I still think your engine is very well thought out and neat engine regardless of that detail.

-CB
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Re: My column-style steamengine

Post by dampfspieler » Sun Oct 20, 2019 6:24 am

Hello Mike,
... Did you make that taper lock adaptor for your new flywheel or buy it somewhere?
i have bought them Locking Assemblies BAR
They are more easy to mount then taper lock fixtures.

Hello CB,
the operating modus is fix. If i want run the slide valve as a normal there is a bit of work nessesary. The advantage of the balanced valve is the lower force required to move it.


to be continued
-Dietrich
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Re: My column-style steamengine

Post by Mike Rometer » Sun Oct 20, 2019 11:04 am

CB "I watched the video. The gentleman in the video has a twin cylinder, like my Toledo - mine is a piston valve. He talks about how this balanced valve lets you run an engine slowly. I don't understand that statement in regards to a twin steam engine. A twin should be able to rotate below 60RPM without trouble - I find that to be a easy thing load or no load with my twin with piston valves. That's 4 strokes/rev that overlap..."

In the vertical configuration there is no gravity to hold the slide valves to the seat, so running at low pressures becomes more difficult the more the steam pressure drops, as the steam pressure is what holds the valves to the seat. The balanced valve gives back that seat pressure without adding greatly to the pressure supplied by the steam (by reducing the area). Remember though that while slide valves wear in, piston valves wear out.
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Re: My column-style steamengine

Post by cyberbadger » Sun Oct 20, 2019 3:55 pm

Mike Rometer wrote:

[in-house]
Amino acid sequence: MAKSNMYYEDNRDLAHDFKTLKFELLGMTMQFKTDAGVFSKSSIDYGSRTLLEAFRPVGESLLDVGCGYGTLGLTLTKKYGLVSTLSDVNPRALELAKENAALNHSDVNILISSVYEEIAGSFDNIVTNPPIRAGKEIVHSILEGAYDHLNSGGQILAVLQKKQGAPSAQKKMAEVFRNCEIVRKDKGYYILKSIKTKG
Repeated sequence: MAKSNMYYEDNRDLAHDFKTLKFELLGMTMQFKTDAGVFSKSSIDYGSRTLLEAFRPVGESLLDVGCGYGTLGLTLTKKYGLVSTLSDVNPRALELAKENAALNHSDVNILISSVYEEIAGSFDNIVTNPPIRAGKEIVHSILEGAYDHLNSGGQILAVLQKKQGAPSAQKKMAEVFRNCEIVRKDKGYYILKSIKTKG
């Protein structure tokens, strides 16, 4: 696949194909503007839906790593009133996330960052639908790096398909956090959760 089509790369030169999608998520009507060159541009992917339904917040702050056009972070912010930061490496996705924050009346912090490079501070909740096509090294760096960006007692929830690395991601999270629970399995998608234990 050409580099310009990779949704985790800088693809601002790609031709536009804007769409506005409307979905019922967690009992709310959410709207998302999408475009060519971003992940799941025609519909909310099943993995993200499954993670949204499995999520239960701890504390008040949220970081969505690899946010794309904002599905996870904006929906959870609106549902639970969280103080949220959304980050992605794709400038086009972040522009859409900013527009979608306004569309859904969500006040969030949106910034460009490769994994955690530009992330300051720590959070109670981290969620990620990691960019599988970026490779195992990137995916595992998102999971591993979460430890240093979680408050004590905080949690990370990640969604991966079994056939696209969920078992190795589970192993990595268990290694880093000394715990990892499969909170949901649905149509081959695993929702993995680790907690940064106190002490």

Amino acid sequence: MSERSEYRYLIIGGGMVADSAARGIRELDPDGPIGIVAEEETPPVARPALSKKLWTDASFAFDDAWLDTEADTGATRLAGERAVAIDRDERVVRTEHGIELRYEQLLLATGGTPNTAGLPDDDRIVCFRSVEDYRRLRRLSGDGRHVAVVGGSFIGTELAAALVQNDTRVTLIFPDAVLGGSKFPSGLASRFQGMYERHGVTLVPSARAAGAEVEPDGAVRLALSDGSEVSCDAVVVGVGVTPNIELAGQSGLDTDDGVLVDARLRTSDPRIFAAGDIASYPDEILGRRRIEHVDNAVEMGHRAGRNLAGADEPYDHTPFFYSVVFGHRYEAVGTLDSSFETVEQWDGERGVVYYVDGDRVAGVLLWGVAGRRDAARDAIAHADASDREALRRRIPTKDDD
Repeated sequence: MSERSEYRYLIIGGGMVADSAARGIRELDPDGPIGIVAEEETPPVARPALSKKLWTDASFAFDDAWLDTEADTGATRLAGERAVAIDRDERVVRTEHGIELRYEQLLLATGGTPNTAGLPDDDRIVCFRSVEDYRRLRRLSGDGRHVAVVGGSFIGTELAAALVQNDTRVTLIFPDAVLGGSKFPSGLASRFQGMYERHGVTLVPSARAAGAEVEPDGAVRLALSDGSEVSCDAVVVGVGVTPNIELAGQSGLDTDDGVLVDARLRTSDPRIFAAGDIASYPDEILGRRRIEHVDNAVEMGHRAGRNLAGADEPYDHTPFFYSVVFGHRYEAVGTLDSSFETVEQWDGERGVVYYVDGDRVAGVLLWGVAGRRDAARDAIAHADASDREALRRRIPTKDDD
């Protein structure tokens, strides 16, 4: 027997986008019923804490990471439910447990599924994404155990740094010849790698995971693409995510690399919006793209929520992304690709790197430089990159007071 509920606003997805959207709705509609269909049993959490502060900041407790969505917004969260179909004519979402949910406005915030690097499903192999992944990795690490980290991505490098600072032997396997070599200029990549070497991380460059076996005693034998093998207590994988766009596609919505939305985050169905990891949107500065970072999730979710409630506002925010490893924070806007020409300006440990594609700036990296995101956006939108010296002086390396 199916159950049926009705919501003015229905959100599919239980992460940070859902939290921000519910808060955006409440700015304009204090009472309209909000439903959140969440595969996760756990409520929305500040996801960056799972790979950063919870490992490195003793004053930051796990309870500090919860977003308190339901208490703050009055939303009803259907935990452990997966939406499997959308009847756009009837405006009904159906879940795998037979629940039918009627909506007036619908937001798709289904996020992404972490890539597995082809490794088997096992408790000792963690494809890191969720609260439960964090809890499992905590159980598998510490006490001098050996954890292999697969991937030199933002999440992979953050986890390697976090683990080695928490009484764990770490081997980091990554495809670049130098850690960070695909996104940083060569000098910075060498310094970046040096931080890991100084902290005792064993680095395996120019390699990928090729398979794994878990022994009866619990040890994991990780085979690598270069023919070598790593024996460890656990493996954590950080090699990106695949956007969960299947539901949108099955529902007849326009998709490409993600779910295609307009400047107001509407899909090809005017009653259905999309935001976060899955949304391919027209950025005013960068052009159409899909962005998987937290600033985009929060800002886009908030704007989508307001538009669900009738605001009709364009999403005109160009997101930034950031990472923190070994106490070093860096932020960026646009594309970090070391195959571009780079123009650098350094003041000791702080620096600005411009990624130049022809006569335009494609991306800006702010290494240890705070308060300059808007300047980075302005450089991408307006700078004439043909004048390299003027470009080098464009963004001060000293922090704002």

Sun Oct 20, 2019 11:04 am
In the vertical configuration there is no gravity to hold the slide valves to the seat, so running at low pressures becomes more difficult the more the steam pressure drops, as the steam pressure is what holds the valves to the seat. The balanced valve gives back that seat pressure without adding greatly to the pressure supplied by the steam (by reducing the area). Remember though that while slide valves wear in, piston valves wear out.
I'm still perplexed by bragging about running a steam engine slowly, I own half a dozen engines, mostly single cylinder, mostly d-valves. Running them at slow revs just don't seem like a feature, it's a characteristic the engine should have had anyway, especially for a twin. A basic locomotive has two pistons, if it could not run at slow revs, you wouldn't be able to leave the station. Maybe I've been spoiled by engines I have that come from England, e.g. Stuart Steam Engines.

Certainly true about piston valves. My engine seems to get more blow by above 150psi. but it's welcome to an extent because that blow-by is captured and used by the puffer to further increase the draft fire to really get things going.

-CB
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Re: My column-style steamengine

Post by Mike Rometer » Sun Oct 20, 2019 5:08 pm

With locomotives, mostly, the valve is above the cylinder and benefits from the efforts of Mr Newton. I said mostly, as there are exceptions.